Aston Martin is using the 2021 Pebble Beach Concours D’Elegance to introduce two vehicles. The Valhalla supercar will make its North American debut in Monterey alongside a world debut that appears to be a variant of its electrified hypercar, the Valkyrie. This appears to be a topless variant of Aston’s futuristic-looking mid-engine machine based on the sole teaser photo. The Valkyrie and Valhalla are the first two models to arrive that are part of Aston’s Project Horizon Strategy. These two start the brand’s transition from internal combustion to electrified powertrains. Being hybrids, the Valkyrie and Valhalla represent the midway point before Aston Martin goes all-in on battery-electric propulsion.
Originally known as the AM-RB 001, the Aston Martin Valkyrie is the brand’s first hypercar. It uses a 6.5-liter V12 with a redline of 11,000 rpm coupled to a 40-kWh battery sourced from Rimac, a seven-speed single-clutch automated manual transmission, and an electric motor. In total, the Valkyrie makes 1,160 hp and 664 lb-ft of torque. To maximize aerodynamics, the Valkyrie has a lot of openings and vents and an open underfloor, allowing it to produce up to 4,000 pounds of downforce. A large front splitter and gaps on top of the car also help create more downforce together with roof-mounted air intake. The lightweight alloy wheels were made to optimize airflow around the vehicle. An AMR Pro version takes things up a notch with carbon-reinforced brakes, 18-inch wheels shod with Michelin racing tires, a lighter exhaust system with less noise reduction, a dual-element rear spoiler, an LMP1-type fin, and a larger rear diffuser. The Valkyrie AMR Pro also doesn’t have an infotainment and climate control system. When it was announced, the Valkyrie cost $3 million and was limited to 150 units. Only 25 examples of the Valkyrie AMR Pro were produced and cost $3.5 million. Both variants are sold out.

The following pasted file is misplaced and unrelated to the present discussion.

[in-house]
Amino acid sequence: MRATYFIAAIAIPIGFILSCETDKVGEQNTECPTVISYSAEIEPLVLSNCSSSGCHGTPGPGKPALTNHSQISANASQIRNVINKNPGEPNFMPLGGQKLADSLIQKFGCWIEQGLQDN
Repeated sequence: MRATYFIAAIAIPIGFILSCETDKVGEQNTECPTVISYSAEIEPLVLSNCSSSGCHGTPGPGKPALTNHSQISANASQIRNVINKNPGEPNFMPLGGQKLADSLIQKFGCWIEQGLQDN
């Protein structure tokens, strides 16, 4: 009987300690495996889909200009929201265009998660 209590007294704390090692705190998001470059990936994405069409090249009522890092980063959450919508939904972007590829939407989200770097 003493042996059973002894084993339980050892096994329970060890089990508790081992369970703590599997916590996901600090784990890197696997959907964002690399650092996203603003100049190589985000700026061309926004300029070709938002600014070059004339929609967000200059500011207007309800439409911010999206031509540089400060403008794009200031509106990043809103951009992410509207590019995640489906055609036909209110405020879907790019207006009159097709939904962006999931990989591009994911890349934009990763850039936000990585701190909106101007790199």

Limited to 999 units, the Aston Martin Valhalla slots below the Valkyrie and features a body made extensively of carbon fiber and has been optimized for maximum aerodynamics. Power comes from a 4.0-liter twin-turbo V8 coupled to two electric motors, a lithium-ion battery, and an eight-speed dual-clutch automatic transmission made specifically for hybrid applications. The total output is 950 hp and 737 lb-ft. Aston Martin says the Valhalla has a top speed of 217 mph and expects it to lap the Nürburgring in 6:30. Like the Valkyrie, the Valhalla has a carbon fiber body to keep weight down.
The convertible variant of the Aston Martin Valkyrie will likely use the same carbon fiber body and powertrain bits as its coupe and AMR Pro counterparts. Based on the sole teaser released by Aston Martin, it appears the car may not have a roof at all or feature a single removable panel just like you find in the Chevrolet Corvette coupe. The rest of the car appears to have stayed untouched; the butterfly doors are still there and all of the canards and openings have remained too. Like the coupe and AMR Pro, the drop-top Valkyrie will likely be produced in incredibly small numbers and will likely sell out quickly. The Valkyrie convertible will likely be street legal; if Aston Martin decides to make an AMR Pro version of that one, it’ll be a track-only vehicle just like the AMR Pro coupe.